Irina Aleksander, writing in this week’s New York Observer, takes a look at the new maternalism, arguing that young women’s energies have morphed from fighting about abortion and birth control and other things that signal autonomy, to issues that impact them as moms. “The feminist battleground, with it’s slogans, marches and campaigns for reproductive rights, has given way to the playground and the fight for lactation rights, stroller rights, school-system rights, unpasteurized milk rights, charter schools, birthing techniques, nutritional value of bagged lunches and water quality. It’s not so much about the Fem as it is about the Fam.”
A friend writing about the piece at Slate’s DoubleX calls it a “faux trend.” Me, I’m not so sure. On one hand, anything that is pretty much an upper middle class phenomenon cannot by definition be a mass movement – the insane income inequality in this country pretty much guarantees that. On the other hand, upper middle class folk have a lot of power in this world and can, especially in a society that worships money and materialism the way ours does, set the tonal agenda for us all.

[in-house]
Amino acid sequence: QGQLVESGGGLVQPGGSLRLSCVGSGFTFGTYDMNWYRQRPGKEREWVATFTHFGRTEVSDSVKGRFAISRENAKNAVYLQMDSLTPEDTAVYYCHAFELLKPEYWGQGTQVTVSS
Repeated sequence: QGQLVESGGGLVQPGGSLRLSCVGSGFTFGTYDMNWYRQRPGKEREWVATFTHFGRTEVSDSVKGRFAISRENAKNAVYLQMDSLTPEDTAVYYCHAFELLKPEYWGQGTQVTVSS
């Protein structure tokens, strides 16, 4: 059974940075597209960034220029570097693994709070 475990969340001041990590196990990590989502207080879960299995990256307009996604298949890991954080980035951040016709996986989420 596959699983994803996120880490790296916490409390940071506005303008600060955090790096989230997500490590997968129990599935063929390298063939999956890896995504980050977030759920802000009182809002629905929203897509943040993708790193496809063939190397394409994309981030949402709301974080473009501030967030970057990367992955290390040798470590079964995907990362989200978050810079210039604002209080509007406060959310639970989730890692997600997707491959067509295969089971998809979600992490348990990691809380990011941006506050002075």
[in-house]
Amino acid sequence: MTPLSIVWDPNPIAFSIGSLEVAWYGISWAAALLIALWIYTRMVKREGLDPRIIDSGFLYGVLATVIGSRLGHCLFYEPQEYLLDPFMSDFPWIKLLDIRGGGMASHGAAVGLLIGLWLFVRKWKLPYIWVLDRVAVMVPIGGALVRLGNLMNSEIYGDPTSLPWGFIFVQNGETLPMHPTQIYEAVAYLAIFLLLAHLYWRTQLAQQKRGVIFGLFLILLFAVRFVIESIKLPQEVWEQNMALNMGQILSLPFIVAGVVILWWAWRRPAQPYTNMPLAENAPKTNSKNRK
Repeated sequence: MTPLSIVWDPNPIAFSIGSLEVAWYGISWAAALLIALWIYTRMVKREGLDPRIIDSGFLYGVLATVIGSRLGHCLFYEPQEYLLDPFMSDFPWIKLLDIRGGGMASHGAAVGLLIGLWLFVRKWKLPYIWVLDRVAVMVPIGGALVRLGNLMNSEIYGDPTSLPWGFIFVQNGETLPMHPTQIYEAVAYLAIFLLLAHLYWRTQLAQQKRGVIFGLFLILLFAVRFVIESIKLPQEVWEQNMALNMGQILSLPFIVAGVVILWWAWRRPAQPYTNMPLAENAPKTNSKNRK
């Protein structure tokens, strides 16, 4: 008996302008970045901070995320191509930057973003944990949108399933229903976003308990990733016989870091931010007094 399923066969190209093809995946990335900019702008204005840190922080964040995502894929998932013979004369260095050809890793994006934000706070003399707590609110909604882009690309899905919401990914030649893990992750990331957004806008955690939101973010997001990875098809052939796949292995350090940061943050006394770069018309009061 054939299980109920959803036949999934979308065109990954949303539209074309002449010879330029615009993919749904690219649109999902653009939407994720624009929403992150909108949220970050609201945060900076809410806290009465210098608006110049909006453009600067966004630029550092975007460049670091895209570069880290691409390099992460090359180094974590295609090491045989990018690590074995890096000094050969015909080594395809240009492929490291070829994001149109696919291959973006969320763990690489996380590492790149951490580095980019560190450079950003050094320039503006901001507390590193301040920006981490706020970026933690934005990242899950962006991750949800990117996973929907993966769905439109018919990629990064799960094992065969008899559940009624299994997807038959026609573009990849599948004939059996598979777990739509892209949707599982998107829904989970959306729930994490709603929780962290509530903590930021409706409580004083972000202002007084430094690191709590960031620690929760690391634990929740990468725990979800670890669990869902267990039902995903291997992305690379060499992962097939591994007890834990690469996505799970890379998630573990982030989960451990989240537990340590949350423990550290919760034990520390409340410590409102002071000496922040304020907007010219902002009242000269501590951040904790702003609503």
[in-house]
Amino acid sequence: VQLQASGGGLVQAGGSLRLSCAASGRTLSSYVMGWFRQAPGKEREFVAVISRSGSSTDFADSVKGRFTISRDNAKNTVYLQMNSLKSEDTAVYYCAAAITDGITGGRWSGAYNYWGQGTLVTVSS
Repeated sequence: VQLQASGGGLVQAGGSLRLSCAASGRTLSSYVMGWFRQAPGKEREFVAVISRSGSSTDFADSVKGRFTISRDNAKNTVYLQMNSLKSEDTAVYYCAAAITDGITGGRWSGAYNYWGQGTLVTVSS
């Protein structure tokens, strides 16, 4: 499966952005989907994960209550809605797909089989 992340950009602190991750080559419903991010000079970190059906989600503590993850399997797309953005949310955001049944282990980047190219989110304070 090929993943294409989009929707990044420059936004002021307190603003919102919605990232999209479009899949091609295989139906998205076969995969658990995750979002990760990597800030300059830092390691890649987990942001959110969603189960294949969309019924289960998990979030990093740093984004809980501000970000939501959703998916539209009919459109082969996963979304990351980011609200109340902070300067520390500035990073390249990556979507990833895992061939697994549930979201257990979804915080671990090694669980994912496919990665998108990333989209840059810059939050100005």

In other words, you don’t have to be a young 20something living in a hip Brooklyn or Berkeley precinct (like the vast majority of Aleksander’s examples) to participate in this one. Novelist Leah Stewart, writing at the New York Times’ Motherlode blog, decries the “mommy first” trend she sees among our celebrities ranging from actors to politicians, women who tell the world that just because they are world famous celebrities, that doesn’t stop them from taking children to the playground, packing their snacks and otherwise making sure that their children come first. “What bothers me is the implication that we want these famous, successful, presumably hard-nosed women to set aside ambition and prioritize the playground, and that we continue to want nearly the opposite of their male peers . . . Does that mean a woman can only be president if she’s well past the age of childrearing? Or if she’s never had kids at all?”
Stewart is onto something. While I can make an intellectual argument that the aging of the American population will, by definition, lead to less energy spent on birth control and abortion, and more on estrogen patches and reproductive system cancers, the fact remains I don’t see the vast majority of the women around me involved in anything political that doesn’t immediately impact their children. They don’t engage in the greater world, except in the most narrowly defined family (or faminist) way. Yes, shopping at the farmer’s market and worrying about the chemicals in plastics can protect us all, but so can protesting our nation’s increasingly dire fiscal situation and or lobbying for stimulus funds to be used for something more than adding to the Wall Street bonus pool – something like, say, rebuilding our nation’s dangerously deteriorating infrastructure.
What say you?
Photo: Creative Commons